By 2015, I wasn’t just writing for the Citizen. I’d been inspired – I blogged, entered short story competitions and joined in at literary festivals. I even sent my work to literary agents and publishers. I changed my social media profile to ‘I am a writer’. I felt as though a thunderbolt would strike me down for daring to do it.

But I knew that my hopeful emails weren’t getting opened. I was ending up on the publishers’ slush heaps. Then a little bit of Croydon magic happened.

In the summer of 2015, a celebrity artist and writer came to give a talk in the town. I decided to interview him for the Citizen. We chatted. Afterwards I sent him a link to the piece that I wrote. A day or so later, he rang me. He asked to read some more of my work. He recommended me to a well-known literary agency. There were days of sleepless, sickening hope. Then the agency signed me.  Sometimes what you need is a chance, and the Citizen was mine.

And Jonny really means it when he talks about portfolios of work and building your CV. My role as a Citizen writer and editor also landed me a proper paid job. Now I write and edit for a living. Cassie means it too when she says that “you’ll love writing and want to do it all the time. It gets you like that, it really does”.

You’re only ever one decision away from a completely different life – and everything starts somewhere. We’d love to .

Liz Sheppard-Jones

Liz Sheppard-Jones

Writer and editor. Views personal, not representative of editorial policy.

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  • Tom Lickley

    Whilst I share different views to you on much of your articles Liz, they are always of interest and I wholeheartedly agree with the sentiment above and the linked articles. I began writing for the Citizen approaching the end of a Master’s degree, and during stints working on the editorial team and the move to print my focus was on the Croydon real estate scene. I can’t emphasise enough how important it’s been being able to point to a portfolio of work on the Citizen, and in a good part thanks to this fine publication I now advise major real estate funds, listed companies and developers on their domestic and international communications; other writers of my era work in journalism now too. Sign up, you will not regret it!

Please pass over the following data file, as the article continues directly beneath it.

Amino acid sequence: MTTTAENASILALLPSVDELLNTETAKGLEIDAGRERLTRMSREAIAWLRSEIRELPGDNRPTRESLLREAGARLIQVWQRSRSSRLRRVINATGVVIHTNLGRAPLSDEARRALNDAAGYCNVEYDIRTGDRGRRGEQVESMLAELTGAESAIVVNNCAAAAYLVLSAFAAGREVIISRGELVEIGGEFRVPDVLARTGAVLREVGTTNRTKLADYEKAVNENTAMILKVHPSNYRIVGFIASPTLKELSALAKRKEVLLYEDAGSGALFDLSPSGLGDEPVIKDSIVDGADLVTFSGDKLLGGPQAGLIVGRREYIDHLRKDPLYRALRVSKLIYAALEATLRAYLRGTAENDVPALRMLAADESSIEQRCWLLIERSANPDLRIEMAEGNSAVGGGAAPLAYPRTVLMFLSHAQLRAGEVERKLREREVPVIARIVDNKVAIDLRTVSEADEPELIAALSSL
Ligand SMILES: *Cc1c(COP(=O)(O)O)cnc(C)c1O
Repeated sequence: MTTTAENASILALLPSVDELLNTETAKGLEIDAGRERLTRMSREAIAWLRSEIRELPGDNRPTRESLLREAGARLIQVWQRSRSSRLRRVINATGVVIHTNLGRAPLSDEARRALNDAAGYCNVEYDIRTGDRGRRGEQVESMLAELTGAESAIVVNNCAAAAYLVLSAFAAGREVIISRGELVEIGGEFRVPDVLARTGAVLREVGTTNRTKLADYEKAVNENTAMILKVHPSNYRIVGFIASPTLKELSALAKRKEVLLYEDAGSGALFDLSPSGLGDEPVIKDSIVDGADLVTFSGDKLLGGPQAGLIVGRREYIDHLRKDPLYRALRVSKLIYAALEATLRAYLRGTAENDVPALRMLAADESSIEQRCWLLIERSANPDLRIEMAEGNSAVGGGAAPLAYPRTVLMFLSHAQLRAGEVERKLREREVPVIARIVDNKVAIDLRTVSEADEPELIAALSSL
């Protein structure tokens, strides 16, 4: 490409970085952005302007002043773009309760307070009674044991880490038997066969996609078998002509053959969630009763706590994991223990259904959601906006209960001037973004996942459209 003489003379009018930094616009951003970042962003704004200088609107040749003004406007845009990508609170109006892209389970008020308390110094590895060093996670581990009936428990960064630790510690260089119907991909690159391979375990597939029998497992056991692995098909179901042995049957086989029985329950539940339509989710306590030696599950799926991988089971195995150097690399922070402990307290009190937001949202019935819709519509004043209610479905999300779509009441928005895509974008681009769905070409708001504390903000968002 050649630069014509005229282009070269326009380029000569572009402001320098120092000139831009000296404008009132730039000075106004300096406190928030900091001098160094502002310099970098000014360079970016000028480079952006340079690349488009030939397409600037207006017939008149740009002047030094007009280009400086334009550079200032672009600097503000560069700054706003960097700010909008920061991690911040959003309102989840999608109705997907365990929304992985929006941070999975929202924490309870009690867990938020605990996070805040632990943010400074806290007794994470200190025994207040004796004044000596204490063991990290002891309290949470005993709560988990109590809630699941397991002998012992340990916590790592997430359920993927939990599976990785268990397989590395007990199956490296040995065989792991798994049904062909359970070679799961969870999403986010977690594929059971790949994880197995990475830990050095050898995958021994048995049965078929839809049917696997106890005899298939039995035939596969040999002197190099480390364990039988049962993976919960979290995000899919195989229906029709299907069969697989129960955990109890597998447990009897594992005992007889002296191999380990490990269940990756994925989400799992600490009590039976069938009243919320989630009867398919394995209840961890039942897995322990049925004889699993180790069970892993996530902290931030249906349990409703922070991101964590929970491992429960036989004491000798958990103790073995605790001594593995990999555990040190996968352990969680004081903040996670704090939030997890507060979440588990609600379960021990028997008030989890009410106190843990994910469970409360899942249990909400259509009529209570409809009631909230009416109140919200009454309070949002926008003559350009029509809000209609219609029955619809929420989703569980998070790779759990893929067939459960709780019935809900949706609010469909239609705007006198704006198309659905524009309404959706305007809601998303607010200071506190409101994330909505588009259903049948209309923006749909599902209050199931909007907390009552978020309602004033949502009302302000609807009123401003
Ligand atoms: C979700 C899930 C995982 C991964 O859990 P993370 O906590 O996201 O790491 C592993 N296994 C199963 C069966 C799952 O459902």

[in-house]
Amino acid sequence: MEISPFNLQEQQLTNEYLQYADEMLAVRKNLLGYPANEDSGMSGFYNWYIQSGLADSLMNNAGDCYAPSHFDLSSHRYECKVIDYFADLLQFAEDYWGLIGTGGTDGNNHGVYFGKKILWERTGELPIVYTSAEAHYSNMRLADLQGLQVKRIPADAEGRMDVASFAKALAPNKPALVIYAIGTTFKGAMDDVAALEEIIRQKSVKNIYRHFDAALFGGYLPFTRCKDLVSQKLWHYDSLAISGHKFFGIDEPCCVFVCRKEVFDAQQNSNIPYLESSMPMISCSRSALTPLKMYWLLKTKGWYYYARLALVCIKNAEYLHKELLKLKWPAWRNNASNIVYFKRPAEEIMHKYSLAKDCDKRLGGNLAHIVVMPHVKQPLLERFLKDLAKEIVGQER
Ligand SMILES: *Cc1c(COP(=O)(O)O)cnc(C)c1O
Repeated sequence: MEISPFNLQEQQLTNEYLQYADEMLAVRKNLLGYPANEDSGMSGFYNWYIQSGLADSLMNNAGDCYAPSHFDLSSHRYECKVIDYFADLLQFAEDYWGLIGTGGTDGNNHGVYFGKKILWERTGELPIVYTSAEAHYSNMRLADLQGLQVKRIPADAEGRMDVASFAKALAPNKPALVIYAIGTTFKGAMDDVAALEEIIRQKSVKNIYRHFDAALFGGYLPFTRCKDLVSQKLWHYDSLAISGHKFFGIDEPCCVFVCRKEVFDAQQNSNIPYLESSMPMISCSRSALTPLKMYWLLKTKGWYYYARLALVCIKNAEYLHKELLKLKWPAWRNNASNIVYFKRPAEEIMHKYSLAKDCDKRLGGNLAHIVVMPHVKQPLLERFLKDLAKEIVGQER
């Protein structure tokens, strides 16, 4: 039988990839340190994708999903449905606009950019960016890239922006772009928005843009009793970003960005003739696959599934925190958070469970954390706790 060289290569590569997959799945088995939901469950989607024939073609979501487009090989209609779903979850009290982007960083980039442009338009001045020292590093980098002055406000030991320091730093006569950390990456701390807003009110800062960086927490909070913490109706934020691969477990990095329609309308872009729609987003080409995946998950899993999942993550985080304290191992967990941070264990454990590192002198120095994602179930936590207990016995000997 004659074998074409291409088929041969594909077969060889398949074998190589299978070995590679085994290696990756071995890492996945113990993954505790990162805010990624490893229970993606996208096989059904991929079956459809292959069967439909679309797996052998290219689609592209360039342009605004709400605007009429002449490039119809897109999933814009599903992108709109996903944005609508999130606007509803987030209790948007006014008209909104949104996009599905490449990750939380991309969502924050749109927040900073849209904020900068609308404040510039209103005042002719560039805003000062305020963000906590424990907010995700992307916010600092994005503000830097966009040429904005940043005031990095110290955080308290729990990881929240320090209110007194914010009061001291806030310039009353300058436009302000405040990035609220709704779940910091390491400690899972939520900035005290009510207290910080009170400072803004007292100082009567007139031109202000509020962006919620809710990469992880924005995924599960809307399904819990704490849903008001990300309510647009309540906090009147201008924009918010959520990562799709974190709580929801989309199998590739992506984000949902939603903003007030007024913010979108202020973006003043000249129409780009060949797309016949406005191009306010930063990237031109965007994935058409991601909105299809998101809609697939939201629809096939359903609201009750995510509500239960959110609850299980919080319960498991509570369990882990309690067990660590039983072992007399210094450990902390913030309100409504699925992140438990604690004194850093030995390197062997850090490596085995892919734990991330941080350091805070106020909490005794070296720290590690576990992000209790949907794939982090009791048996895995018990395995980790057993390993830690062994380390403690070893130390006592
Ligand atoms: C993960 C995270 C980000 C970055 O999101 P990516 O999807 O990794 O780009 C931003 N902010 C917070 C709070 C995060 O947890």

• Jonny Rose

      Please start writing again for The Citizen if you have the time again, Tom – your pieces on property/urbanism were ace! :)

  • Anne Giles

    I was hopeless at writing at school because my mother expected us to be dumb. My first husband always said that I wouldn’t get anywhere. Once I was free, I trained to teach and wrote a lot. Then blogs for the Advertiser, then the Croydon Guardian, then my own and then the Citizen. Great article, Liz!